The Christian resolution to find the world ugly and bad has made the world ugly and bad.
I got the question what the last posting (“Wet and slimy and full of critters”) had to do with gender (“gender” was used as category and tag). I think it’s a nice opportunity to address why I am interested in gender as a topic, even when organizing creativity has nothing to do with it — at least on the surface.
It’s a truism that creative works have always been the enemy of the status quo. Creativity is deliberately doing something that is new and useful so it moves beyond the status quo. And the status quo does not like it. Also, to get new ideas and spread them, you need an open marketplace of ideas. Let ideas compete, not ideologies.
What I notice more and more — and that might be my selective perception — is a very strong drive by certain elements of society to censor and control. In my youth, it was more the right/conservatives, today, it’s more the left/progressives.
Just have a look at these articles:
- Free speech is so last century. Today’s students want the ‘right to be comfortable’
- Students Are Literally ‘Hiding from Scary Ideas,’ Or Why My Mom’s Nursery School Is Edgier Than College
- In College and Hiding From Scary Ideas
- Harvard Law Professor: Students Want Profs to Drop Classes on Rape Law
- The progressive ideas behind the lack of free speech on campus
(as counter-weights to show positive developments, consider:
- “Microaggressions”, “Trigger Warnings”, and the New Meaning of “Trauma”
- Making dangerous spaces at Columbia
- Trigger warnings demean feminism. Here’s why. (YouTube video)
If that’s the future of academia, the vanguard of intellectual discourse, I see a bleak future. And much of that censorship and control seems to focus on a “women have it bad”, “women are affected the most”, “women are victims” narrative.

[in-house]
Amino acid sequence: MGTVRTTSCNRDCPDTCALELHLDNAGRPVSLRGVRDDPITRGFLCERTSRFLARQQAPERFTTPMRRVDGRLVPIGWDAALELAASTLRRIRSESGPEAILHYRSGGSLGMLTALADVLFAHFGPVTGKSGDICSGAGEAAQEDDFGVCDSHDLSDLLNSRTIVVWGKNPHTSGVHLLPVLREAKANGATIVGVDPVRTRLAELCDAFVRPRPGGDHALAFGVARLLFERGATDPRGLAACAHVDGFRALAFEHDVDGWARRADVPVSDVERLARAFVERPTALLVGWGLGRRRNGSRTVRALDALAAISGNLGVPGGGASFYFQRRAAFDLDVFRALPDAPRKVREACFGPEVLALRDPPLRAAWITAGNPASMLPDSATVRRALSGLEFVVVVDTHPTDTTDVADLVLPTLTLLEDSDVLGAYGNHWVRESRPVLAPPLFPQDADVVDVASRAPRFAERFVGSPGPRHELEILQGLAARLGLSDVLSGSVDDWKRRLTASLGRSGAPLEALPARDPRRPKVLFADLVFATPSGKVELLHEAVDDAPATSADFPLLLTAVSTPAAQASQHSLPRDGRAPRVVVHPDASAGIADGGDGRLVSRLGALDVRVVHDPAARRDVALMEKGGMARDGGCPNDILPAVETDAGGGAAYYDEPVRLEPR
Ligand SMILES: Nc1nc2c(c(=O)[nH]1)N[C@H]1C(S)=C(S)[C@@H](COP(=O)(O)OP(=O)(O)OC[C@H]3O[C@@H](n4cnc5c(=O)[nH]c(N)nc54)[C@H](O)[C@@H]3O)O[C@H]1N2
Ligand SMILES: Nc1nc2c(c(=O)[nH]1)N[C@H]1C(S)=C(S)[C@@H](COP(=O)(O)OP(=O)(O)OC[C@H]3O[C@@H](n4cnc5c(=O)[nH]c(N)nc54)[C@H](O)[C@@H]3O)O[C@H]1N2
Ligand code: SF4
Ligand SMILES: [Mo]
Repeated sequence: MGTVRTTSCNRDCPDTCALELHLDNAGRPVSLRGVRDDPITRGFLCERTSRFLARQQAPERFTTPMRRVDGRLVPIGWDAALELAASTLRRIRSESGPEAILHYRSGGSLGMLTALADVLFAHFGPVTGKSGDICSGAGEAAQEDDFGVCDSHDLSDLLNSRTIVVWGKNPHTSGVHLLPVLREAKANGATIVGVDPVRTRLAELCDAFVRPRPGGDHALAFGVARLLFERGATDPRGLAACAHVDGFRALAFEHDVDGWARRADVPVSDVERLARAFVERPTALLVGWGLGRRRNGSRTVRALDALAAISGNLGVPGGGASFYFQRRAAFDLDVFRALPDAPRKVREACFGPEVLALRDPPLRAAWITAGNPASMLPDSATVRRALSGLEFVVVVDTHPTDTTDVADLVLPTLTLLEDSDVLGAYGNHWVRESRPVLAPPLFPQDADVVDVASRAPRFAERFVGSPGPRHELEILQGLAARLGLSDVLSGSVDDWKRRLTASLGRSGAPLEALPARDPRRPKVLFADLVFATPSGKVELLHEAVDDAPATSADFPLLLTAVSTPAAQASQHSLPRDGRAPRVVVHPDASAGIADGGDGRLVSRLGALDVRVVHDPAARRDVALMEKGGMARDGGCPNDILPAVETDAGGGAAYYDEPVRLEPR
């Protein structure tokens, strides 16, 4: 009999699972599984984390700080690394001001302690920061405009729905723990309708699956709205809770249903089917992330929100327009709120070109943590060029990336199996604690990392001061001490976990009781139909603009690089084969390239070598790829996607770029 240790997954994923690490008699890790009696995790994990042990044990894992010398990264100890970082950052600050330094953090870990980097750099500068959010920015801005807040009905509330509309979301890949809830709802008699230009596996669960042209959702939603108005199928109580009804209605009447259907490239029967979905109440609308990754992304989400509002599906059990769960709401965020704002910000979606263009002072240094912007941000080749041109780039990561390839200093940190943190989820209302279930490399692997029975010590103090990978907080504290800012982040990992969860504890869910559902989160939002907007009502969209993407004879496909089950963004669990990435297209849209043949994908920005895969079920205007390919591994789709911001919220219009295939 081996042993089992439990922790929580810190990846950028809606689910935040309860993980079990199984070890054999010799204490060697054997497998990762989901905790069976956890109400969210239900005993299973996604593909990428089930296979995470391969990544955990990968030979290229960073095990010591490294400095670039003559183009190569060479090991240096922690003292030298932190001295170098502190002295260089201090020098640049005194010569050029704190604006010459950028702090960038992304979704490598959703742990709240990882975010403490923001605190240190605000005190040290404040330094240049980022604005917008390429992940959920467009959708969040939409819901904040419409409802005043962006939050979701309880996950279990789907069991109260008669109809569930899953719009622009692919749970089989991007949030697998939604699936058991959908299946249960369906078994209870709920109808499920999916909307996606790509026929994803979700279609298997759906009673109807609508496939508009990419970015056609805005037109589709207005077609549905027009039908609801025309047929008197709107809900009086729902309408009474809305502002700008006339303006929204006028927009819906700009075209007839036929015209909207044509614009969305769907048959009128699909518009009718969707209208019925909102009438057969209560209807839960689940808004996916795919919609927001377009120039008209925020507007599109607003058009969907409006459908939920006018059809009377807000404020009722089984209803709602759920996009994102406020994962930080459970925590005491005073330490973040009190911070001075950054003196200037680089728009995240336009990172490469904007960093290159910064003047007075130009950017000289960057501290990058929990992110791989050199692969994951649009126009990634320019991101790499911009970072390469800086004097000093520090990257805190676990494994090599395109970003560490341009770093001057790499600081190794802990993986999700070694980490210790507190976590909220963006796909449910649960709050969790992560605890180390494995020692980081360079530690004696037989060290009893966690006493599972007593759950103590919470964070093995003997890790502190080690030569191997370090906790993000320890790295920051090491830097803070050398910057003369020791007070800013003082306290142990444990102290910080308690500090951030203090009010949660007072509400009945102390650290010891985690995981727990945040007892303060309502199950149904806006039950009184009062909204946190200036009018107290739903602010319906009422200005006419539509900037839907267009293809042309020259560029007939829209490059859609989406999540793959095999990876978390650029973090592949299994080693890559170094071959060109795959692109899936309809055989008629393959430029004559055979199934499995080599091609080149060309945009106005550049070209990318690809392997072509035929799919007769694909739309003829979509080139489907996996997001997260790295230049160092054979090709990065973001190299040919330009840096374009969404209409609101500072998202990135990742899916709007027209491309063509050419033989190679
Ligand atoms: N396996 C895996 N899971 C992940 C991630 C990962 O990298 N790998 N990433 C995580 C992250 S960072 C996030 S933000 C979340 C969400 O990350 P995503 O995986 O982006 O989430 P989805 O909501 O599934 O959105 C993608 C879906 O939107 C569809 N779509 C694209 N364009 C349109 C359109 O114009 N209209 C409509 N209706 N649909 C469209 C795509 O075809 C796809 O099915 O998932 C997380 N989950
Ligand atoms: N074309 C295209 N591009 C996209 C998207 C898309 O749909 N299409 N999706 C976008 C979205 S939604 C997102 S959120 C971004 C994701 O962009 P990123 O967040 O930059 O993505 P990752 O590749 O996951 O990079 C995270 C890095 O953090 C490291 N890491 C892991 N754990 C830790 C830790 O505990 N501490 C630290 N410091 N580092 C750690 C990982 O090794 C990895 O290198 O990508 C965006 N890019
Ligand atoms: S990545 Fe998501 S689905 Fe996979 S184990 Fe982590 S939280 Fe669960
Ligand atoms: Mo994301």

Personally, I am an egalitarian. I have said multiple times that — with some very few exceptions — I do not care whether someone is male or female, as long as this person does a good job. I value interest, grit, intelligence, skill, talent, merit, drive, enthusiasm. I have worked with very good men and very good women, but also with abysmal men and abysmal women. I’ve had male and female bosses, and male and female subordinates. I’ve studied psychology (8:1 women:men) and was enrolled in computer science for a while (1:8 women:men). I think I have seen some diversity in these matters.
Today, merit or interest does not seem to the the issue. It seems to be more and more about quotas and equality of outcome, not equality of opportunity. Instead of ensuring that everyone, no matter whether male or female can chose a certain career (a given in my and in most other Western countries), it’s a strange fixation of equal numbers. Well, equal numbers in high prestigious jobs.